India monsoons below 'normal' baseline amid water crisis

July 22, 2019
A shepherd and his flock walk across the dried out Puzhal reservoir on the outskirts of Chennai, which has been hit by drought after lower than usual rainfall

India's weather agency said Monday it was set to cut estimates for average monsoon rainfall after decades of below-normal downpours, with climate change causing greater variations.

The South Asian nation is grappling with a severe water crisis, with sent to Chennai after the drought-hit southern city saw only a fraction of the rain it usually receives during June and July.

The India Meteorological Department climate research chief Sivananda Pai said the country was in the middle of a multi-decadal epoch of low rainfall.

"If you take an average of 30 to 40 years, compared to say a 100 years of normal rainfall, we are passing through a below-normal rainfall," he told AFP.

The current average of 89 centimetres (35 inches), he said, was based on the agency's observation from 1951-2000. The revises the "normal" rain baseline every decade.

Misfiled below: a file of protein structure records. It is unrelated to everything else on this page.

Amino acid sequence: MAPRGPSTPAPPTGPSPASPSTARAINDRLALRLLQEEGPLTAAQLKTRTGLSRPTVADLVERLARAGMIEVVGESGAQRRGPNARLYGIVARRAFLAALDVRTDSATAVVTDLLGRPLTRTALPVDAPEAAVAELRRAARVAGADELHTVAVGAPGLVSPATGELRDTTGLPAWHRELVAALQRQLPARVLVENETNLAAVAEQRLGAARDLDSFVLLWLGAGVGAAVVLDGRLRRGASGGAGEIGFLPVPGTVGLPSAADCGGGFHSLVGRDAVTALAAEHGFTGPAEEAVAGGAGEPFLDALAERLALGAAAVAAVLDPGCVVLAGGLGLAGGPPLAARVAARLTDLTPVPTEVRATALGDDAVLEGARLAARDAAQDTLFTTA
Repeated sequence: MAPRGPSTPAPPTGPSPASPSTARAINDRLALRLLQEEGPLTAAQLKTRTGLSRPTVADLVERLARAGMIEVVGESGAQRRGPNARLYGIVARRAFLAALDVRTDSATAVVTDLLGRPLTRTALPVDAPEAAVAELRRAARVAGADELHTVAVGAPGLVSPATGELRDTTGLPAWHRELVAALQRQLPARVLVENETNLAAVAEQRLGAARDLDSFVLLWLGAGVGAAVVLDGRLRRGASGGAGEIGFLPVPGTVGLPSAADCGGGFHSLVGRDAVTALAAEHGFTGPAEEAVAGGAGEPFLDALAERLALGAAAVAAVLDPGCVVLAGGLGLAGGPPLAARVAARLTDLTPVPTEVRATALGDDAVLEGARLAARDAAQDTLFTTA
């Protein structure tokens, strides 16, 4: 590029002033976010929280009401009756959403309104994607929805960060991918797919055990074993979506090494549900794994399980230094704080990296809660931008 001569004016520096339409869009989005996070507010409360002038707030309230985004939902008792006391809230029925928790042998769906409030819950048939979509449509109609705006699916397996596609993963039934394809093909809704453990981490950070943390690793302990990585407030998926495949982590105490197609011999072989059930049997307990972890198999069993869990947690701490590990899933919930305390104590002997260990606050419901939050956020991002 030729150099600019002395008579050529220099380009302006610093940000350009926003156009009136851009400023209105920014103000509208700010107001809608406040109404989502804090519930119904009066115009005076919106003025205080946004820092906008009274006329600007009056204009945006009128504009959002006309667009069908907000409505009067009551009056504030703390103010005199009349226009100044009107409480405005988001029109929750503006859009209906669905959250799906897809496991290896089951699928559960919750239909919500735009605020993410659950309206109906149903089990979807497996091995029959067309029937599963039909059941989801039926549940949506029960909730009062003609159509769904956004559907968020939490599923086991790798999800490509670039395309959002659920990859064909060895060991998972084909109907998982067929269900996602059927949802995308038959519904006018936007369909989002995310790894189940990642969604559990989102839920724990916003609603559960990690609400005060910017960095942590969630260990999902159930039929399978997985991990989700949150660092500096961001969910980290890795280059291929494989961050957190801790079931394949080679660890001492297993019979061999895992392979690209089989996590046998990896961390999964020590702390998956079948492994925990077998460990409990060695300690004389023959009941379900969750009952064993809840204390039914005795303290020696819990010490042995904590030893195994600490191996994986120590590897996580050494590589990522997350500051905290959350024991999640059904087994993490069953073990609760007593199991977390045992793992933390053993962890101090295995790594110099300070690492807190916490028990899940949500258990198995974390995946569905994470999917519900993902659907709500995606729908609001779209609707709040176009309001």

With India in a "low epoch" since the 1990s, meaning has been below normal, a lower average rainfall forecast was likely, Pai said.

"It was around 88 centimetres during the period 1961 to 2010. When the new normal is extended to 2020, a further decrease is possible," he added.

Rainfall for June in India was 112.1 millimetres compared to the average of 166.9 millimetres, a deficit of 33 percent according to the weather agency.

There have been reports of fights breaking out in Chennai as people queue for water

Pai said while average rainfall levels can change over the decades due to natural variability, "we can't ignore the linkages to climate change".

"Heavy rainfall and long dry periods can be linked to . This has been the case across the world," he said.

In contrast to the crisis in Chennai, other parts of the country's north and east have been grappling with heavy flooding which has killed hundreds of people.

© 2019 AFP